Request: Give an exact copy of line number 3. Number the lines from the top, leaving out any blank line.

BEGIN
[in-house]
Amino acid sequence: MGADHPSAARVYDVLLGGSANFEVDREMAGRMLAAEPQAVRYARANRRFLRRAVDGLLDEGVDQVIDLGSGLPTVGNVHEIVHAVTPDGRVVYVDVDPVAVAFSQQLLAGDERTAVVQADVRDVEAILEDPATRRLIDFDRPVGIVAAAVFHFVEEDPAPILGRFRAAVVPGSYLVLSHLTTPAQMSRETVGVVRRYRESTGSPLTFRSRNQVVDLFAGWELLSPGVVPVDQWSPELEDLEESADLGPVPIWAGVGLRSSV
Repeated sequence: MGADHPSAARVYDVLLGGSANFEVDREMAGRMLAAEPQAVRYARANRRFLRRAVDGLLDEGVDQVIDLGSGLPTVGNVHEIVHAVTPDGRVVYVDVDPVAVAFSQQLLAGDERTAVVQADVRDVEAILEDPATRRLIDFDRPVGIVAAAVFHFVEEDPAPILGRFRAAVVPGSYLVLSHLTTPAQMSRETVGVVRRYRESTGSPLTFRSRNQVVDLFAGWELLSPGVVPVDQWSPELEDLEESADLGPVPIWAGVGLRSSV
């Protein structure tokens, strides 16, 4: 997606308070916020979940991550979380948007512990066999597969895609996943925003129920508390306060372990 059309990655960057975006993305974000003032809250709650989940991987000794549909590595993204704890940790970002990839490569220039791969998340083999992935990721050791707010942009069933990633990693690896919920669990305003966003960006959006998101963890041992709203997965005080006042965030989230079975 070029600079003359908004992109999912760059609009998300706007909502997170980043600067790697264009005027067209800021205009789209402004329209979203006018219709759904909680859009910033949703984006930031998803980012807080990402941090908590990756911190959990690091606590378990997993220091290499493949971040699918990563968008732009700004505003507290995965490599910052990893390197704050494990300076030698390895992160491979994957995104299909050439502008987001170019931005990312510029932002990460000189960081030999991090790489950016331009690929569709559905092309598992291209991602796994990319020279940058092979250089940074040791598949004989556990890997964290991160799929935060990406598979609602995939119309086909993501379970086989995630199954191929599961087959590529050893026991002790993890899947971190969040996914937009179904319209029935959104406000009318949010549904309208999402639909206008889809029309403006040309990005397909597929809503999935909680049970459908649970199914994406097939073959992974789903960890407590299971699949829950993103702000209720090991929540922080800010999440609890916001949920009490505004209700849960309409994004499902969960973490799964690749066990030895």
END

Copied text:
Repeated sequence: MGADHPSAARVYDVLLGGSANFEVDREMAGRMLAAEPQAVRYARANRRFLRRAVDGLLDEGVDQVIDLGSGLPTVGNVHEIVHAVTPDGRVVYVDVDPVAVAFSQQLLAGDERTAVVQADVRDVEAILEDPATRRLIDFDRPVGIVAAAVFHFVEEDPAPILGRFRAAVVPGSYLVLSHLTTPAQMSRETVGVVRRYRESTGSPLTFRSRNQVVDLFAGWELLSPGVVPVDQWSPELEDLEESADLGPVPIWAGVGLRSSV